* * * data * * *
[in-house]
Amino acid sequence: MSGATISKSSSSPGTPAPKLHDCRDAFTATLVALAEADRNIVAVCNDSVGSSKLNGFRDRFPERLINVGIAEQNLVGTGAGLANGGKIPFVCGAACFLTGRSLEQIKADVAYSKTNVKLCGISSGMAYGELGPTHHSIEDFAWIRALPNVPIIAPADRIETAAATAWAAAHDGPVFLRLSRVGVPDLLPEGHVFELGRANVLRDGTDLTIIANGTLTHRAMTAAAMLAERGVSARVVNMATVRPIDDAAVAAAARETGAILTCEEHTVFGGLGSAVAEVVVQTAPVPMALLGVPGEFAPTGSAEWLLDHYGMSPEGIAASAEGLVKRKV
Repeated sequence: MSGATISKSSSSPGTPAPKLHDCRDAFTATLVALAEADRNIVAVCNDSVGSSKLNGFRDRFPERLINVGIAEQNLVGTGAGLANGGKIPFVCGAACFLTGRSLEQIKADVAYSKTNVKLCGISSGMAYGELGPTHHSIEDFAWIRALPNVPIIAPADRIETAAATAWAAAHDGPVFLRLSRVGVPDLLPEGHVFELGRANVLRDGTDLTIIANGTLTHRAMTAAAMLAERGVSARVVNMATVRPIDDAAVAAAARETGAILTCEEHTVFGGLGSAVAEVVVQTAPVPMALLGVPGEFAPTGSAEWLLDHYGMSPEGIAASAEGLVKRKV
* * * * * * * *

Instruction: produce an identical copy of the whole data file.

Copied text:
[in-house]
Amino acid sequence: MSGATISKSSSSPGTPAPKLHDCRDAFTATLVALAEADRNIVAVCNDSVGSSKLNGFRDRFPERLINVGIAEQNLVGTGAGLANGGKIPFVCGAACFLTGRSLEQIKADVAYSKTNVKLCGISSGMAYGELGPTHHSIEDFAWIRALPNVPIIAPADRIETAAATAWAAAHDGPVFLRLSRVGVPDLLPEGHVFELGRANVLRDGTDLTIIANGTLTHRAMTAAAMLAERGVSARVVNMATVRPIDDAAVAAAARETGAILTCEEHTVFGGLGSAVAEVVVQTAPVPMALLGVPGEFAPTGSAEWLLDHYGMSPEGIAASAEGLVKRKV
Repeated sequence: MSGATISKSSSSPGTPAPKLHDCRDAFTATLVALAEADRNIVAVCNDSVGSSKLNGFRDRFPERLINVGIAEQNLVGTGAGLANGGKIPFVCGAACFLTGRSLEQIKADVAYSKTNVKLCGISSGMAYGELGPTHHSIEDFAWIRALPNVPIIAPADRIETAAATAWAAAHDGPVFLRLSRVGVPDLLPEGHVFELGRANVLRDGTDLTIIANGTLTHRAMTAAAMLAERGVSARVVNMATVRPIDDAAVAAAARETGAILTCEEHTVFGGLGSAVAEVVVQTAPVPMALLGVPGEFAPTGSAEWLLDHYGMSPEGIAASAEGLVKRKV